Major commodities that have witnessed drop include coal, which alone accounts for 50 per cent of Railways' total loading, cement and fertiliser, even as iron ore and food grains traffic registered improvement in April.
Fresh data released by the rail ministry show that the total coal traffic dropped 6.3 per cent to 43 million tonnes (mt) in April, while earnings from coal dropped sharply by 22 per cent to Rs 3,612 crore from Rs 4,624 crore in the corresponding month in the previous financial year. Cement loading declined 14 per cent to 8.1 million tonnes, while earnings from the commodity dipped 20 per cent to Rs 701 crore.
The drop in volumes came despite the fact that no freight hike was announced by the rail ministry in this year's Budget. Total iron ore traffic jumped 16 per cent to 10.3 mt during April with earnings of Rs 642 crore, an increase of 13 per cent over the same period in the previous year.
Foodgrains' traffic increased 2.4 per cent to 3.3 mt leading to a 14 per cent increase in earnings to Rs 652 crore. For May, total freight earnings for railways dropped 12.4 per cent to Rs 8,601 crore, data show. In FY16, the railways had budgeted for an incremental freight loading of 85 mt, but managed to achieve only 10 mt.
Mohammed Jamshed, member (traffic) Railway Board, had last month attributed the dismal performance to the global economic slowdown, the slow growth in India's core sector, adding that the ministry was reviewing the policies governing all the commodities to boost traffic.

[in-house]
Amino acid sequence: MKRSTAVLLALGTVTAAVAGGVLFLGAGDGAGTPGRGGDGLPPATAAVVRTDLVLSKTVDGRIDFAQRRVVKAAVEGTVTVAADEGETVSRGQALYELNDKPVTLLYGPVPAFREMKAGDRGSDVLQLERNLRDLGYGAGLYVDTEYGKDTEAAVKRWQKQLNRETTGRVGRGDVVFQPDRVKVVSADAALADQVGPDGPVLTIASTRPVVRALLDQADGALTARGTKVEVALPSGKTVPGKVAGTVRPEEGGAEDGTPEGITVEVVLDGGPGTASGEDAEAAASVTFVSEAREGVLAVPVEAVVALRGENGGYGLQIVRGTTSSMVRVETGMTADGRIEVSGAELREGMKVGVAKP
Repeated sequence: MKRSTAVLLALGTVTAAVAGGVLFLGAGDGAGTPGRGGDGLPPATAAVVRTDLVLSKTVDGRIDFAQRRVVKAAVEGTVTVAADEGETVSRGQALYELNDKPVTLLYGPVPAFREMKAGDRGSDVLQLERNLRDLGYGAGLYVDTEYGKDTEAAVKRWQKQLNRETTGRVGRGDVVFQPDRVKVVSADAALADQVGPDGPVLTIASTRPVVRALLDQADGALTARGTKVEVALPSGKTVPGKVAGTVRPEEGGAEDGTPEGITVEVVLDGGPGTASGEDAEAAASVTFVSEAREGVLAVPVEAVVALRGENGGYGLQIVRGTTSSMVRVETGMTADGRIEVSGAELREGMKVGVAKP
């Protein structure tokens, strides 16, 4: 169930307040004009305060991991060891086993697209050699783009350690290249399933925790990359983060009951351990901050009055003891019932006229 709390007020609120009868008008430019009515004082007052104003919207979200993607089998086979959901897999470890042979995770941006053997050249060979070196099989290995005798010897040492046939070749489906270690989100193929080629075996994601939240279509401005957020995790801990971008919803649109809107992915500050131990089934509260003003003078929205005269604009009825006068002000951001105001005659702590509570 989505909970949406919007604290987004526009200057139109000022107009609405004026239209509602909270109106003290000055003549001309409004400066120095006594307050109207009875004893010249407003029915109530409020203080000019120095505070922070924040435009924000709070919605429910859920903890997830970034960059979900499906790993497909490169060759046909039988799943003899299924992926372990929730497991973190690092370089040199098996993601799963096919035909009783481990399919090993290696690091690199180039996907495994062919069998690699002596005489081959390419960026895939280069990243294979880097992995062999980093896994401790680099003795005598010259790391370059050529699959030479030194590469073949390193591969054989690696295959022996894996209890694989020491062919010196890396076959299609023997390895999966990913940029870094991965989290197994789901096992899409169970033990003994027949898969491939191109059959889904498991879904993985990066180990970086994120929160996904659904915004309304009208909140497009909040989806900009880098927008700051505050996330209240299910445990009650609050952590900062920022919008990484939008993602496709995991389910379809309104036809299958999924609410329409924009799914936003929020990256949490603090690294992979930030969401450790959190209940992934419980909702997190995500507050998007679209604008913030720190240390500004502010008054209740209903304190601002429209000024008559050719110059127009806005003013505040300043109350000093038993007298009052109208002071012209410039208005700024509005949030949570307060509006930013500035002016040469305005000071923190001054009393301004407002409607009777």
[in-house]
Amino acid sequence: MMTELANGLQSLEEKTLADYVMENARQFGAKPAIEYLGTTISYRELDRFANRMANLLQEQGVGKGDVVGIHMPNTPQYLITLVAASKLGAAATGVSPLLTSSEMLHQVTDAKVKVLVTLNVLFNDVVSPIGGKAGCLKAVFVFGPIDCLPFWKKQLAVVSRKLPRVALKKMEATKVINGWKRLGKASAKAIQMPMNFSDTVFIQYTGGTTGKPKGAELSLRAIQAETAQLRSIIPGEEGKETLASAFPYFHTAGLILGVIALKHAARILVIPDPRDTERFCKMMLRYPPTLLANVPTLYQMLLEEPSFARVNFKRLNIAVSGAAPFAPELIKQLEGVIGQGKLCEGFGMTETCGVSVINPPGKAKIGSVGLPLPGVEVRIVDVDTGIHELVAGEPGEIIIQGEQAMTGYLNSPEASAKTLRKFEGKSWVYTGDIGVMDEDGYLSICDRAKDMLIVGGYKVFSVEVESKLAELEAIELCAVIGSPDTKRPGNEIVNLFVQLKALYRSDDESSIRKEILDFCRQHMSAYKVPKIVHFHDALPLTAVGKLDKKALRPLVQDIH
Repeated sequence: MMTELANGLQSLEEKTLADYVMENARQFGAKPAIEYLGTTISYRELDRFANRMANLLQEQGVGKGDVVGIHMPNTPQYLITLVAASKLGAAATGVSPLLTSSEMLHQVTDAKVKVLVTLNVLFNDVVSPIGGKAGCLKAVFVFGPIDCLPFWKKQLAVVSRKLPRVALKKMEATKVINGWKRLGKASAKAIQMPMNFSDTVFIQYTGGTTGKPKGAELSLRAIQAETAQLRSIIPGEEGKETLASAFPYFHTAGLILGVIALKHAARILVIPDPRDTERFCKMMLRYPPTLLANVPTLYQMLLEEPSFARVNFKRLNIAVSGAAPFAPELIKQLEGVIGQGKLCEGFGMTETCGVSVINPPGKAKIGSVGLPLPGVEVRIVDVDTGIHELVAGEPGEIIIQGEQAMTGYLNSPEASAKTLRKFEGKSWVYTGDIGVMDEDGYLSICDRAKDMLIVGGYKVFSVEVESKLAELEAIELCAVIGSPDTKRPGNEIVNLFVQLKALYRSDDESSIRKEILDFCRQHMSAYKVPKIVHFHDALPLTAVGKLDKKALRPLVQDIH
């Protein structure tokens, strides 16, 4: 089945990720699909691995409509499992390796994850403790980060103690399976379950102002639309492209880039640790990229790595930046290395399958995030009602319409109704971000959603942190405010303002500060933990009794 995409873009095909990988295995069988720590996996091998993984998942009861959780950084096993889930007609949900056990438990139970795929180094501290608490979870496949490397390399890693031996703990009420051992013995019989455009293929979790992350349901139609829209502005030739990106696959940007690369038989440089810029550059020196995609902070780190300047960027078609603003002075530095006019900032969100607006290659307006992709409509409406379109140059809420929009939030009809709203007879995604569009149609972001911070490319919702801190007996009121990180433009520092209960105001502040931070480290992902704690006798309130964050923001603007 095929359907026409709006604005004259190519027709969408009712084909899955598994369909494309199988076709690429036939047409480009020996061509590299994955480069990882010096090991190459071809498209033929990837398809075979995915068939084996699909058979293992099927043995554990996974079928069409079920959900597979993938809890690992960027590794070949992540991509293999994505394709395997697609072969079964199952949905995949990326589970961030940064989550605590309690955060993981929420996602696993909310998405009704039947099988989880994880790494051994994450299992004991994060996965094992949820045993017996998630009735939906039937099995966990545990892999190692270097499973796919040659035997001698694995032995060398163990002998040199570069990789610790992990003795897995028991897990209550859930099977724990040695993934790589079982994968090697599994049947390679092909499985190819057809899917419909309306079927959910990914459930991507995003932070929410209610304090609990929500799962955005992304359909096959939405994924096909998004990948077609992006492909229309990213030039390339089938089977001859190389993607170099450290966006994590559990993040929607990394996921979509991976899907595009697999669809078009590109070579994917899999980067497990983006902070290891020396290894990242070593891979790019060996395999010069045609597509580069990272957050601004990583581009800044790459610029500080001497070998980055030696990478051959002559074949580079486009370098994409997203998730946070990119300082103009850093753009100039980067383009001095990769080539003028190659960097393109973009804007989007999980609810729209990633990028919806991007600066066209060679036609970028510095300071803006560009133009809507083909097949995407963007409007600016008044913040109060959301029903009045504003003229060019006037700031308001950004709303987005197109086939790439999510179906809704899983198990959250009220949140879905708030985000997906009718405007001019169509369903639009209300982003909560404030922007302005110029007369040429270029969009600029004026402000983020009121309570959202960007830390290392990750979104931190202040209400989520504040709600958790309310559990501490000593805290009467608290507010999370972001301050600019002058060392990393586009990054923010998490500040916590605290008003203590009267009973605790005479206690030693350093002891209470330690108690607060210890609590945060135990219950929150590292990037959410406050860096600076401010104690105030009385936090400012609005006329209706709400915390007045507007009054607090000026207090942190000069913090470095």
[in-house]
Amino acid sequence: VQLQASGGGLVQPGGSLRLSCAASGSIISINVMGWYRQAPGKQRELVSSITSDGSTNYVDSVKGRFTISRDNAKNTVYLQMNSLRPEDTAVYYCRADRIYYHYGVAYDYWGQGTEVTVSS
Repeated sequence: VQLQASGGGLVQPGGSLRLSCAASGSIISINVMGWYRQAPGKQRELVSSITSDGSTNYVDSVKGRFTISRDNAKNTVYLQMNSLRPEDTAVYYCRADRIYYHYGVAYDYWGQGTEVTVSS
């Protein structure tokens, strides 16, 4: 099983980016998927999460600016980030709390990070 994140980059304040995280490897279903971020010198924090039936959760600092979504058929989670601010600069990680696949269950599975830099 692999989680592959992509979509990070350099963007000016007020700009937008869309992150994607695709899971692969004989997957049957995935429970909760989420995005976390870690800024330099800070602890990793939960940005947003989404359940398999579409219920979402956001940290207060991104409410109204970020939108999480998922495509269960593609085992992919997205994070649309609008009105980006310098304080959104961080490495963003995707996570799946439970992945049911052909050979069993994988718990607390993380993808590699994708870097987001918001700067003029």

"We realised 8-9 commodities enjoy a certain monopoly in the basket. Also, there were capacity constraints. We had inventory of around 100 mt in power plants and coal pitheads. This was due to issues of state power utilities in purchase of power. We had meetings with coal secretary. Now, with schemes like UDAY (Ujwal Discom Assurance Yojana), there are green shoots and some pick-up in consumption has started," he had told reporters.
Coal accounts for around 550 mt, or half, of 1,100 mt of total annual freight traffic. Indian Railways supplies 104 power plants every day from mines located mostly in the east and central India with an average lead of around 600 km.
These plants receive 4-6-8 rakes of coal daily. In the non-coal segment, the ministry held meetings with stakeholders operating in the cement, steel, iron ore and fertilisers sectors.
"The suggestions have been compiled into policy reforms for action," said Jamshed.
The steps taken to boost freight growth include allowing reduction in parcel size for cement companies from 3,600 tonnes to 1,200 tonnes, doing away with 10 per cent port congestion surcharge levied on cargo moving to inland distribution points and appointment of key customer managers, officials responsible for looking at specific issues of large customers across sectors.
The rail ministry has budgeted for freight traffic to grow to 1,157 mt in the current financial year from 1,107 mt achieved in 2015-16.
Railways is targeting total freight earnings to grow 5.4 per cent to Rs 1,17,000 crore in 2016-17 from Rs 1,11,000 crore in FY16.